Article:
"Uh, all of them, we think."
She was aghast. "You.. you... you are beyond fools." She exploded at them. "Idiots! You grow to a population of 7000 million only to invite the Wraith to feast at the biggest human dinner table in the entire universe? How could you do that your own people!?" She was ranting now. "You have to be the biggest idiots of all time! How can you be that foolish? My people were fools too, yes, I admit it, and they destroyed themselves in their prideful folly, but you.. you.. are even worse! Nobody can be that stupid! How do you people even remember to breathe?"
As she continued her epic rant Zelenka whispered to Sheppard, "She's like a female version of McKay."
Sheppard stepped in front of her and stopped her pacing diatribe. "Look, my commander was captured and interrogated by a Wraith Queen. We didn't know. It was an honest mistake." He looked down. "She started to feed on him."
"You.. you saw it happen? You saw her feeding on your commander?"
"Yeah. I ended up killing him before she could finish."
Her voice softened. "John, you showed him mercy. You did the right thing."
For the first time there was silence in the room.
After a minute she finally spoke again.
"John, we have a problem."
Sheppard nodded. "Yeah, we do."
She looked at him levelly. "You know what must be done."
"Uh, I do?"
"Thanks to your blunder the Wraith could arrive here at any moment."
"Yeah, look, we didn't know, and we're very sorry about that. It's our planet too, our home. We want to fix this problem just as much as you do. So let's work together on this, okay? As a team?"
She had turned away from him again. "Well, you are fortunate to have awakened me."
Her voice sounded bitter as she turned to face him again. "It appears that I will now pay the price for your sins."
Sheppard recognized the look again: hard, grim, determined.
"It is decided. As the Guardian of Atlantis I am now officially taking control of the city. You and your people are to evacuate immediately. I will remain behind and activate the self destruct as soon as you depart."
"Now wait a sec.."
"I said it is decided. The risk to Earth is far too great." She sounded even more bitter now. "Congratulations, John. After 10,000 years of peaceful slumber your foolish actions have condemned my city to its final doom."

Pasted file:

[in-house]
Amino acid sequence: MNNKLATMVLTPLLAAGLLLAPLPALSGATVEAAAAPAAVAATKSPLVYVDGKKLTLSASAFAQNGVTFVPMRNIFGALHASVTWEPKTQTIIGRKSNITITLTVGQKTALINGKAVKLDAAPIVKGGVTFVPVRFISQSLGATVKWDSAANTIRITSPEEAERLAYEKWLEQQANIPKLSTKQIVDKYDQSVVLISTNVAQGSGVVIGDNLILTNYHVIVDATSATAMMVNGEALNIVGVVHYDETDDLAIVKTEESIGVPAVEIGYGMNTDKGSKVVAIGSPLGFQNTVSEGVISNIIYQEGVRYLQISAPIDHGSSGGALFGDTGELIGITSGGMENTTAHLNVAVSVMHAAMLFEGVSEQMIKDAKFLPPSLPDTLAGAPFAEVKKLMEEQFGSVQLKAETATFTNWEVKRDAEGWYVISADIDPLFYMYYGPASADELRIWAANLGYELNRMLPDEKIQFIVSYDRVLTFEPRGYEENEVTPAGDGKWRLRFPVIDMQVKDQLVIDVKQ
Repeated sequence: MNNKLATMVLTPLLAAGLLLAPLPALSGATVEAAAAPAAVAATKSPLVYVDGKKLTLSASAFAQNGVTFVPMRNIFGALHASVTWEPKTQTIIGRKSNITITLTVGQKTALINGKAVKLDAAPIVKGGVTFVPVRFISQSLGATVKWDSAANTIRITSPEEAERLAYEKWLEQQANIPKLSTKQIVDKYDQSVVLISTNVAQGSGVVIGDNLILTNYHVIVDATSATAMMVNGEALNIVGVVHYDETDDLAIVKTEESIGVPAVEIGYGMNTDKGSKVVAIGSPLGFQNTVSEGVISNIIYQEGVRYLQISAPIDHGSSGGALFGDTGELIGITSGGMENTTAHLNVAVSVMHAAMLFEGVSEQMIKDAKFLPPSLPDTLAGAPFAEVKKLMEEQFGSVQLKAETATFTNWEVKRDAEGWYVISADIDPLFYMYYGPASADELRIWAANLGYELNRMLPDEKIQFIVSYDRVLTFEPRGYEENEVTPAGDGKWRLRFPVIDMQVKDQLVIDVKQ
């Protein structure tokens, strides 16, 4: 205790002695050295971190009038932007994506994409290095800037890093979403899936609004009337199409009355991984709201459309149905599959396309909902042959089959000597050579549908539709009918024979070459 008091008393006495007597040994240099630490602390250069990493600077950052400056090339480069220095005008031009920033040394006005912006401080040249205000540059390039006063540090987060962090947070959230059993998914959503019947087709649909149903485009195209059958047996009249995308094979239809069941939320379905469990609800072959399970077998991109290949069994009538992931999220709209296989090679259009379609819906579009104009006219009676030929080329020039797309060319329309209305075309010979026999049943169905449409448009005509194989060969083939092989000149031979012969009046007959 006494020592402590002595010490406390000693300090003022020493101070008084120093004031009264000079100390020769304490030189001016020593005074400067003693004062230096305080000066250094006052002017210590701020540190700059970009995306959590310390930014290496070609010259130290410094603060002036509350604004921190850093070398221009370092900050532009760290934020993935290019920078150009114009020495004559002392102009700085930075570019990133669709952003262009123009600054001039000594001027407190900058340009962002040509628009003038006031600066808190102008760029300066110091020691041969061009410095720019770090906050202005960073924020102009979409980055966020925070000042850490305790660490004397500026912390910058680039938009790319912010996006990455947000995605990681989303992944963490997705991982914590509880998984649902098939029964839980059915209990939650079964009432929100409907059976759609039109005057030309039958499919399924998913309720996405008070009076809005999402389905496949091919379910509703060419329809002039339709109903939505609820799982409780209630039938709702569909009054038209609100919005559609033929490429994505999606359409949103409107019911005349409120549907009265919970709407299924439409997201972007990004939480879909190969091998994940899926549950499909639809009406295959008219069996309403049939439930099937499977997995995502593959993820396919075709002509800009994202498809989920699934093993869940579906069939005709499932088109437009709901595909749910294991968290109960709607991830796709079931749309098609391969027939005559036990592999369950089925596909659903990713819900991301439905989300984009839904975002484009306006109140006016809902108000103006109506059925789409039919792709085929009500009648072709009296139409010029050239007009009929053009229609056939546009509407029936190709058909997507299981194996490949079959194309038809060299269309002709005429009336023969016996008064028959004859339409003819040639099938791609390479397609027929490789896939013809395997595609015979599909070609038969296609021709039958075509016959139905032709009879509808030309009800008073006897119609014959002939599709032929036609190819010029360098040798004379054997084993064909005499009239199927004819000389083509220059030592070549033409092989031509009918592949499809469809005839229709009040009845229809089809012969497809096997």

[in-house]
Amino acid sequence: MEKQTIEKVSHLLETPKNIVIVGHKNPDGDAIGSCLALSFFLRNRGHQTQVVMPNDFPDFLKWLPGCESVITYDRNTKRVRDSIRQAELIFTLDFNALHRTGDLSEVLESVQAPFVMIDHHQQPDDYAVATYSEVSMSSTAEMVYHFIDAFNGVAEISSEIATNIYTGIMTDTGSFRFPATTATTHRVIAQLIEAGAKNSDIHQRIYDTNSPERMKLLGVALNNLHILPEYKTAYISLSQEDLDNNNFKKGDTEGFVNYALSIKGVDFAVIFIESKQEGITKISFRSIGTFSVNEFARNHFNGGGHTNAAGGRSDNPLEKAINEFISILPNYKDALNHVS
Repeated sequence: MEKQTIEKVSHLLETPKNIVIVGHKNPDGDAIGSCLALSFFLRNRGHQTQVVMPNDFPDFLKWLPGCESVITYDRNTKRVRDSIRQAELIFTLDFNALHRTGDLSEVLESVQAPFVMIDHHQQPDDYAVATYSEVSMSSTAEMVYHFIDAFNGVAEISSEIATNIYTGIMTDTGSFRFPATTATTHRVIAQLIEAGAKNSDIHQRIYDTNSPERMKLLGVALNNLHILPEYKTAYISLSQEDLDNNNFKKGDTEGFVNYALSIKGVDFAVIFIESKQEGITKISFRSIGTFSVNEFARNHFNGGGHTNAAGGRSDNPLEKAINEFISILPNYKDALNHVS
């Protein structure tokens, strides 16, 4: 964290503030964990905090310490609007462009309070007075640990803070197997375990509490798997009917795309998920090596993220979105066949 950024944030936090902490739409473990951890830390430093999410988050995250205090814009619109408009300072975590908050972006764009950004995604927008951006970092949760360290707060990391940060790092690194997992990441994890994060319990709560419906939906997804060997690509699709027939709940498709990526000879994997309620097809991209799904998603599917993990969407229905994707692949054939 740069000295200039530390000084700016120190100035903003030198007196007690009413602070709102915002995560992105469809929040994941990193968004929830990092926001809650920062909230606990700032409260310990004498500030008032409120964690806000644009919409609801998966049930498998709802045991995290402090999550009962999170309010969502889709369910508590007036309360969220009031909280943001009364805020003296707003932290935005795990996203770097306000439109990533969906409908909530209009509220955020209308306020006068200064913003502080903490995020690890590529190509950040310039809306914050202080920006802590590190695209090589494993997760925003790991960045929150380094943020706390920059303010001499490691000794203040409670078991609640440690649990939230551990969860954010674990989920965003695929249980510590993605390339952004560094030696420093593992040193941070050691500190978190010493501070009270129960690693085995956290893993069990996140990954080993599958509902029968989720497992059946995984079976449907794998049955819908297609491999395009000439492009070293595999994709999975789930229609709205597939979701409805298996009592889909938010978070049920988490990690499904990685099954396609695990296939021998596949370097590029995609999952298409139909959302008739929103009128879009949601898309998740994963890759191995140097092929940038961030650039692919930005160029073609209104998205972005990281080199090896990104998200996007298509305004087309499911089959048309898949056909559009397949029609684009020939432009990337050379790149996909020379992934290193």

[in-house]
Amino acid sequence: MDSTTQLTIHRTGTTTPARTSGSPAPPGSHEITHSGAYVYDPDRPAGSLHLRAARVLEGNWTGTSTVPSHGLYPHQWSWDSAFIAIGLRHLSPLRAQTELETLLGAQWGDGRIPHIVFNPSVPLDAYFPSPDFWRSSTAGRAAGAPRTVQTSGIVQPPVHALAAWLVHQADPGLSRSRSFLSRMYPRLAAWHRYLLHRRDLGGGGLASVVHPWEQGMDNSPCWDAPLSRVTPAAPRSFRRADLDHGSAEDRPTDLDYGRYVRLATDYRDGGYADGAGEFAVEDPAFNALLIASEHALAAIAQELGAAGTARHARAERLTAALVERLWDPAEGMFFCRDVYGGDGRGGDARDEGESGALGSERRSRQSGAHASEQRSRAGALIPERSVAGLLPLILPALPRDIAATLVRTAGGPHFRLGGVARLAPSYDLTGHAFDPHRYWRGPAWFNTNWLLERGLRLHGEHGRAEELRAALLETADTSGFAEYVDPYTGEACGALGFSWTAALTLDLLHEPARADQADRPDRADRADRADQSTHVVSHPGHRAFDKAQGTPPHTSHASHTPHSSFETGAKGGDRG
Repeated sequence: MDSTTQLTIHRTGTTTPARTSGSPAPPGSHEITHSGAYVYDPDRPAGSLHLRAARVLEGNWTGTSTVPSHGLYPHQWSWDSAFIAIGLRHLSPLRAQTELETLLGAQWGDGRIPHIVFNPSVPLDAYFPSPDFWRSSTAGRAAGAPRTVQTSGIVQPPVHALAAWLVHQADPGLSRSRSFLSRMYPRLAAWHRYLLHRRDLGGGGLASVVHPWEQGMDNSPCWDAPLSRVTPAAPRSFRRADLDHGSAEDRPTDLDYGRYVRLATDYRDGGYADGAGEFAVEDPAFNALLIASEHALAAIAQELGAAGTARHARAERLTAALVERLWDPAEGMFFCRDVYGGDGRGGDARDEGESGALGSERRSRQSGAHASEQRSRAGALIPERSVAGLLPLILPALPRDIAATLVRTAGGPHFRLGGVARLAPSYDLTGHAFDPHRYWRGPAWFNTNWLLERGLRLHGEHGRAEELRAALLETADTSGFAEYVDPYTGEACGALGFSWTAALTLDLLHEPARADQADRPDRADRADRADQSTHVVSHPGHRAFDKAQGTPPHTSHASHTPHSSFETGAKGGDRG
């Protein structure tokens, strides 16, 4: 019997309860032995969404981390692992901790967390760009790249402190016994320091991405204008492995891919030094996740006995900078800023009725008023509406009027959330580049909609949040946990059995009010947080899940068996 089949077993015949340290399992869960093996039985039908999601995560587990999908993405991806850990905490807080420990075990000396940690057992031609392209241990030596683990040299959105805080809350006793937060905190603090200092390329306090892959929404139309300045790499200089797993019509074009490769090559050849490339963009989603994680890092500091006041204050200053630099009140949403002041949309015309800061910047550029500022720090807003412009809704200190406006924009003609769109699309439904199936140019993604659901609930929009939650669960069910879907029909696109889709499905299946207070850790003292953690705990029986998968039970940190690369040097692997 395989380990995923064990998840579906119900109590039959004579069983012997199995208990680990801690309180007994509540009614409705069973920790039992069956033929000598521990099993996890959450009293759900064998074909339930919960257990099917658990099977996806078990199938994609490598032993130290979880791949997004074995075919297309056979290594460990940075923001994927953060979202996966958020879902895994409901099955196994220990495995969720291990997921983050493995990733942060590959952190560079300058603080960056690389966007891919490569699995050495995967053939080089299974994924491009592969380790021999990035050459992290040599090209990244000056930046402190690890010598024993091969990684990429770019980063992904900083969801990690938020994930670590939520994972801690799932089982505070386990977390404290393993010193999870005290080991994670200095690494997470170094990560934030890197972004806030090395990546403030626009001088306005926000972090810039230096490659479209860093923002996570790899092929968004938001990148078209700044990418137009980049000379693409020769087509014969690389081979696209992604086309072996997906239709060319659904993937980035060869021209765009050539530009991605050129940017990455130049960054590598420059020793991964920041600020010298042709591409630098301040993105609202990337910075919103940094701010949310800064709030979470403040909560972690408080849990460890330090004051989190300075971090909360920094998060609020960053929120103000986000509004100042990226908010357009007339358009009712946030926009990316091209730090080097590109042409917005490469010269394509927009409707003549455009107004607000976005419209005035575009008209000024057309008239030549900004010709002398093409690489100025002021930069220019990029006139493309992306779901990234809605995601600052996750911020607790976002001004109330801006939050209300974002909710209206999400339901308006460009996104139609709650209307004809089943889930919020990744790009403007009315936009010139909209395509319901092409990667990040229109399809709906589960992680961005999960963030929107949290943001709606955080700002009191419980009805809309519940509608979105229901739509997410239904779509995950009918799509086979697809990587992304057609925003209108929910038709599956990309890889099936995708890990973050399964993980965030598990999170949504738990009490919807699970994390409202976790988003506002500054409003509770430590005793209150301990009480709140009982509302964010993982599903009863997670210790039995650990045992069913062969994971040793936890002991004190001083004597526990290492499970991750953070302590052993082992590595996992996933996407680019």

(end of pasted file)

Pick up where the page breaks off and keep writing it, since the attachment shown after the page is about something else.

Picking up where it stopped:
"You said it yourself. We are 'family' now. Fine, I accept that. Defending and guarding you and your people is now my prime function. Therefore, for your own protection, and for the protection of the seven billion inhabitants of Earth, a population which is greater than the human population of this entire galaxy at least ten times over, I am ordering you and your people to evacuate my city immediately." The three humans stared at her in stunned disbelief.
Secretly she was exhausted. The power reserves in her biopacks were almost entirely depleted from her 6,000 years spent in stasis.
She was putting on an act of imperious leadership mainly for their benefit. It didn't help that she knew that she was a fraud, just like her ancient brethren. Even more so actually. She also knew that much of what was in the 'public' database was actually pure propaganda.
Nevertheless, she was determined to make a proper show of Lantean superiority in front of the human visitors from Earth. She marched magisterially to the double doors like an aristocrat.
She did so despite knowing how fake she really was, how all those thousands of years ago when her people had prepared to leave her behind that she had illegally sensed their mocking thoughts, and from others their pity. She was a fraud created in violation of the Lanteans' most solemn ethics against the artificial genetic manipulation of their own race, all in a desperate attempt to save themselves via forced ascension in order to escape from the genetic monsters that they had inadvertently created in a foolish and quixotic quest to achieve physical immortality. Those monsters had orbited their skies, laying siege upon the last free world in the galaxy. So instead, in their cowardice, they had simply fled the galaxy altogether, leaving all their mistakes behind. Including her.
She reached the doors, then paused, turned, and made a commanding gesture for the three humans to follow her.
"You will take me to your leader now."
She started walking with purpose down the damp hallway. "Your Doctor Weir and I have much to discuss.."
She forced her failing body to keep on walking.
".. and not much time."